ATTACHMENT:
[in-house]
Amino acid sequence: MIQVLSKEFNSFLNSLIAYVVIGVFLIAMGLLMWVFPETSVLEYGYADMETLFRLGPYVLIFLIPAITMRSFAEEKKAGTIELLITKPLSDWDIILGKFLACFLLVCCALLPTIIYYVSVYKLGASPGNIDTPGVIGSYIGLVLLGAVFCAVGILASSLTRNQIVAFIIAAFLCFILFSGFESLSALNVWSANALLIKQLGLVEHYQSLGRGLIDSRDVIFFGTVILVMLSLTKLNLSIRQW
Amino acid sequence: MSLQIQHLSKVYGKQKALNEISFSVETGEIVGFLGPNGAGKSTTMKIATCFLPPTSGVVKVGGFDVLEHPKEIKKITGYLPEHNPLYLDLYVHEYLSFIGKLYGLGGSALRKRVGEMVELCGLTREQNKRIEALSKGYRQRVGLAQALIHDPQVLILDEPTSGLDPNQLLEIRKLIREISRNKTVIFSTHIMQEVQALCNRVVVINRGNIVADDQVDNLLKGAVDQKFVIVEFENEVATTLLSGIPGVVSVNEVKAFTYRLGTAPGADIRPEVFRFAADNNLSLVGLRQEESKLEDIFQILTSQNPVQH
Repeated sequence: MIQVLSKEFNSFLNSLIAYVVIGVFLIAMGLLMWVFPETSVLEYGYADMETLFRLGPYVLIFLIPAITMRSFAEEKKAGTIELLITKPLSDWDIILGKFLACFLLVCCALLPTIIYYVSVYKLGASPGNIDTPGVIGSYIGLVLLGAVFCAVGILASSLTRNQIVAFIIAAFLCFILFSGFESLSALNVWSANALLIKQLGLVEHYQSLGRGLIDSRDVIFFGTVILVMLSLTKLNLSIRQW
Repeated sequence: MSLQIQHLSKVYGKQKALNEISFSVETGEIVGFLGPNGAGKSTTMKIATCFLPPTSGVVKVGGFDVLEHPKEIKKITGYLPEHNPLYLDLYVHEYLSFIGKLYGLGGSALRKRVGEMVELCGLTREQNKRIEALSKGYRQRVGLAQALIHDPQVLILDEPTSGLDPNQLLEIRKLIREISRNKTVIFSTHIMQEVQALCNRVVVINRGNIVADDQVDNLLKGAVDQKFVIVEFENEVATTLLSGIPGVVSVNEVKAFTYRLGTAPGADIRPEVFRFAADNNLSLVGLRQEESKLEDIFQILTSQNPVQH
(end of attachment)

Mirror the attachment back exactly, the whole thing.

[in-house]
Amino acid sequence: MIQVLSKEFNSFLNSLIAYVVIGVFLIAMGLLMWVFPETSVLEYGYADMETLFRLGPYVLIFLIPAITMRSFAEEKKAGTIELLITKPLSDWDIILGKFLACFLLVCCALLPTIIYYVSVYKLGASPGNIDTPGVIGSYIGLVLLGAVFCAVGILASSLTRNQIVAFIIAAFLCFILFSGFESLSALNVWSANALLIKQLGLVEHYQSLGRGLIDSRDVIFFGTVILVMLSLTKLNLSIRQW
Amino acid sequence: MSLQIQHLSKVYGKQKALNEISFSVETGEIVGFLGPNGAGKSTTMKIATCFLPPTSGVVKVGGFDVLEHPKEIKKITGYLPEHNPLYLDLYVHEYLSFIGKLYGLGGSALRKRVGEMVELCGLTREQNKRIEALSKGYRQRVGLAQALIHDPQVLILDEPTSGLDPNQLLEIRKLIREISRNKTVIFSTHIMQEVQALCNRVVVINRGNIVADDQVDNLLKGAVDQKFVIVEFENEVATTLLSGIPGVVSVNEVKAFTYRLGTAPGADIRPEVFRFAADNNLSLVGLRQEESKLEDIFQILTSQNPVQH
Repeated sequence: MIQVLSKEFNSFLNSLIAYVVIGVFLIAMGLLMWVFPETSVLEYGYADMETLFRLGPYVLIFLIPAITMRSFAEEKKAGTIELLITKPLSDWDIILGKFLACFLLVCCALLPTIIYYVSVYKLGASPGNIDTPGVIGSYIGLVLLGAVFCAVGILASSLTRNQIVAFIIAAFLCFILFSGFESLSALNVWSANALLIKQLGLVEHYQSLGRGLIDSRDVIFFGTVILVMLSLTKLNLSIRQW
Repeated sequence: MSLQIQHLSKVYGKQKALNEISFSVETGEIVGFLGPNGAGKSTTMKIATCFLPPTSGVVKVGGFDVLEHPKEIKKITGYLPEHNPLYLDLYVHEYLSFIGKLYGLGGSALRKRVGEMVELCGLTREQNKRIEALSKGYRQRVGLAQALIHDPQVLILDEPTSGLDPNQLLEIRKLIREISRNKTVIFSTHIMQEVQALCNRVVVINRGNIVADDQVDNLLKGAVDQKFVIVEFENEVATTLLSGIPGVVSVNEVKAFTYRLGTAPGADIRPEVFRFAADNNLSLVGLRQEESKLEDIFQILTSQNPVQH